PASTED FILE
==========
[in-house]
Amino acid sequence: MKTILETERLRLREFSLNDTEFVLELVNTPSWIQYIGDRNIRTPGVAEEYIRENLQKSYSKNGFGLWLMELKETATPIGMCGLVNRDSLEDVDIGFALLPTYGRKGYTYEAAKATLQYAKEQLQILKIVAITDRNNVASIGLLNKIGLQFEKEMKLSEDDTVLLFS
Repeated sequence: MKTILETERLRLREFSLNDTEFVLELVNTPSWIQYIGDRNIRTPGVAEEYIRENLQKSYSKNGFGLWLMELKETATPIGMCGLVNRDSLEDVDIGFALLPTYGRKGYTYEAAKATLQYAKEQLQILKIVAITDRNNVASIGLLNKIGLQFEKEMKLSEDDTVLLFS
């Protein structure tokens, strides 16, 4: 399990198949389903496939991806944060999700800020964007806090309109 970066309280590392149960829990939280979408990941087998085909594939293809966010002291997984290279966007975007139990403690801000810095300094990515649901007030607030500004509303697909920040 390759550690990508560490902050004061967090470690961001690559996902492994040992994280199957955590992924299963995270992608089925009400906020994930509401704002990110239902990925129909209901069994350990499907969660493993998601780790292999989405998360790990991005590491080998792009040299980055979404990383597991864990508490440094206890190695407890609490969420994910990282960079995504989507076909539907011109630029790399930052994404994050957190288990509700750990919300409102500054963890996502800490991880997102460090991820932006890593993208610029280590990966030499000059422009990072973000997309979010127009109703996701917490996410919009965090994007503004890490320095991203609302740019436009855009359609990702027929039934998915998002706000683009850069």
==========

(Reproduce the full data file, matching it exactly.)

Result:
[in-house]
Amino acid sequence: MKTILETERLRLREFSLNDTEFVLELVNTPSWIQYIGDRNIRTPGVAEEYIRENLQKSYSKNGFGLWLMELKETATPIGMCGLVNRDSLEDVDIGFALLPTYGRKGYTYEAAKATLQYAKEQLQILKIVAITDRNNVASIGLLNKIGLQFEKEMKLSEDDTVLLFS
Repeated sequence: MKTILETERLRLREFSLNDTEFVLELVNTPSWIQYIGDRNIRTPGVAEEYIRENLQKSYSKNGFGLWLMELKETATPIGMCGLVNRDSLEDVDIGFALLPTYGRKGYTYEAAKATLQYAKEQLQILKIVAITDRNNVASIGLLNKIGLQFEKEMKLSEDDTVLLFS
């Protein structure tokens, strides 16, 4: 399990198949389903496939991806944060999700800020964007806090309109 970066309280590392149960829990939280979408990941087998085909594939293809966010002291997984290279966007975007139990403690801000810095300094990515649901007030607030500004509303697909920040 390759550690990508560490902050004061967090470690961001690559996902492994040992994280199957955590992924299963995270992608089925009400906020994930509401704002990110239902990925129909209901069994350990499907969660493993998601780790292999989405998360790990991005590491080998792009040299980055979404990383597991864990508490440094206890190695407890609490969420994910990282960079995504989507076909539907011109630029790399930052994404994050957190288990509700750990919300409102500054963890996502800490991880997102460090991820932006890593993208610029280590990966030499000059422009990072973000997309979010127009109703996701917490996410919009965090994007503004890490320095991203609302740019436009855009359609990702027929039934998915998002706000683009850069």